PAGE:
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Where Do You Hold Your Tension? 6 Top Trouble Areas and How to Ease the Strain

Anna Greenberg of ABT's Jacqueline Kennedy Onassis School, photographed by Jayme Thornton for Pointe.

All dancers have their go-to tension area: shoulders that creep up towards the ears, a hand that becomes a claw, or feet and ankles that grip. Yet "Just relax" can be the hardest correction to apply. We spoke with four teachers for their tips on releasing tension throughout the body—and how it's all connected.

Arms and Hands

"There's a fine line between being engaged and being tense, and how much leeway the hands have between being overly flowery and overly stiff," says Susan Jaffe, dean of dance at University of North Carolina School of the Arts.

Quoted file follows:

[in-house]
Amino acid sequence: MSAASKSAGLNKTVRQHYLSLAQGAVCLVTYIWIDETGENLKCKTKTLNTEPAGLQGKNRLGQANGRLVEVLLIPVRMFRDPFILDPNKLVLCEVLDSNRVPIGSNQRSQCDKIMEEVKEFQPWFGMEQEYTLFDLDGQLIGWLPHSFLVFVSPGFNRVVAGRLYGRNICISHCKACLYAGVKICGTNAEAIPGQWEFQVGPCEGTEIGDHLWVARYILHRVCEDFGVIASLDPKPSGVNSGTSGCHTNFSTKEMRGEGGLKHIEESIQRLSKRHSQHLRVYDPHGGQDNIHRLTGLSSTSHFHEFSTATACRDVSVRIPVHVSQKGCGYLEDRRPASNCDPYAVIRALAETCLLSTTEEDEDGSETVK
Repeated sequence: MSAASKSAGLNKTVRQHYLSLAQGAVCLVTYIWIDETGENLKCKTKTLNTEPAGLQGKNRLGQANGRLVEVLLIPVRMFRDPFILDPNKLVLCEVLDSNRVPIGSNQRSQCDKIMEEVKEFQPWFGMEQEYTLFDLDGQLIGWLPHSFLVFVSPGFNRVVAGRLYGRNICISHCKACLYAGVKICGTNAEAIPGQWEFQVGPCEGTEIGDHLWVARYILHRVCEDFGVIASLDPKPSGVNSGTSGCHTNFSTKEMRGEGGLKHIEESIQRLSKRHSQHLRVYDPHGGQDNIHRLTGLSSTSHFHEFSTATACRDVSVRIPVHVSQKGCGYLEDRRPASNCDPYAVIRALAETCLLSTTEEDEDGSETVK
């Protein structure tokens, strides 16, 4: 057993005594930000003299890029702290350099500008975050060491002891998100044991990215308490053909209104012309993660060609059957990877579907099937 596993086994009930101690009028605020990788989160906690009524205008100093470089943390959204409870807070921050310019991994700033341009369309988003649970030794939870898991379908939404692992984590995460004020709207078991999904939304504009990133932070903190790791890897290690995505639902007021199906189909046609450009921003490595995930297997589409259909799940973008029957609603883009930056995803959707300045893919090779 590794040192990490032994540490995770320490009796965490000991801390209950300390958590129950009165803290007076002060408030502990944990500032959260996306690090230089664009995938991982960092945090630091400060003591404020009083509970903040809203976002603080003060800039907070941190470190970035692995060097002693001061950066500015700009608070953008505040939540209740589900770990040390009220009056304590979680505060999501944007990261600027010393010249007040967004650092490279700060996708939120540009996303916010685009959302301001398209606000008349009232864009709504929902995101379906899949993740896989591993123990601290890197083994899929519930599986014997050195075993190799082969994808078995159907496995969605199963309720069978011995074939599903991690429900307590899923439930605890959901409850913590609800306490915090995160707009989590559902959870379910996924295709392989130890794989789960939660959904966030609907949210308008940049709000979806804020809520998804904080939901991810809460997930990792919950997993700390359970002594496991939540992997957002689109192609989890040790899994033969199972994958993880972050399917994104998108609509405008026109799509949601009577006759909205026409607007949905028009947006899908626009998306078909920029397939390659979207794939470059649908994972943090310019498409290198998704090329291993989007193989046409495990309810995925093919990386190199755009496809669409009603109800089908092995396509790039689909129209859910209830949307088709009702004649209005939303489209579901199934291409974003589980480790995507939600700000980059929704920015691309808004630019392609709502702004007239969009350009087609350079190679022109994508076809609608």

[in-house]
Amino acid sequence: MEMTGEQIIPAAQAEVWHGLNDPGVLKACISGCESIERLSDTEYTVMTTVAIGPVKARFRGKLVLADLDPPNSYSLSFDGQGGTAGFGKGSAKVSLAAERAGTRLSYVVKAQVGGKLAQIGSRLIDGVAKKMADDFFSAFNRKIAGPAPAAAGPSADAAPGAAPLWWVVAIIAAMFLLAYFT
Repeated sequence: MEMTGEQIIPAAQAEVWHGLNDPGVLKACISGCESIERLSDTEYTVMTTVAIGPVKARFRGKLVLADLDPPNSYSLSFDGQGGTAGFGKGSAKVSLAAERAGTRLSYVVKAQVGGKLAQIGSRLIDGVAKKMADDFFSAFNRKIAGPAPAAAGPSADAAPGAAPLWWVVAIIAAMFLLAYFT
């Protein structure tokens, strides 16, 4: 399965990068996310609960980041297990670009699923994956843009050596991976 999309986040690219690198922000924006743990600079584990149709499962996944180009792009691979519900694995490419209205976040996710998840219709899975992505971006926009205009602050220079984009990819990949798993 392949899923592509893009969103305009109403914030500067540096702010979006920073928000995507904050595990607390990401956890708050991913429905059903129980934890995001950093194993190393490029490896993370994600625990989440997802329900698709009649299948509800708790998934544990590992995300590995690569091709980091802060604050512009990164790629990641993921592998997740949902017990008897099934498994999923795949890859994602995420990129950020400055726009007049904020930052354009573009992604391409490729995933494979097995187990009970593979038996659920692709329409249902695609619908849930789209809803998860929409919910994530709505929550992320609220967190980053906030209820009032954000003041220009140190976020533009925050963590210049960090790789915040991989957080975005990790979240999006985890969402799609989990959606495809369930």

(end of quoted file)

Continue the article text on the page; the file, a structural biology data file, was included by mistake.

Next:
"Do barre with energy coming out of your whole body," says Jhung, reminding dancers that barre is about more than just the positions. "Reach your arms out in second, then put your hand on the barre, fingers over. Press down strongly, so you feel your shoulder, your lats."

Jaffe stresses the arms' and hands' connection to the back. "Port de bras requires pliancy." She has her students imagine they are holding a big helium balloon during pirouettes. "There's pressure out towards the walls, and you have to press slightly in. It's an expansive, buoyant feeling."

To reshape a clawed hand, Jaffe suggests holding a straw across the top of your middle finger with the two neighboring fingers. But it can be more helpful to think of how your hands are integrated into a bigger picture. "Your core is pulling in and your limbs are reaching out. Your energy extends past your fingers, drawing long lines through space."

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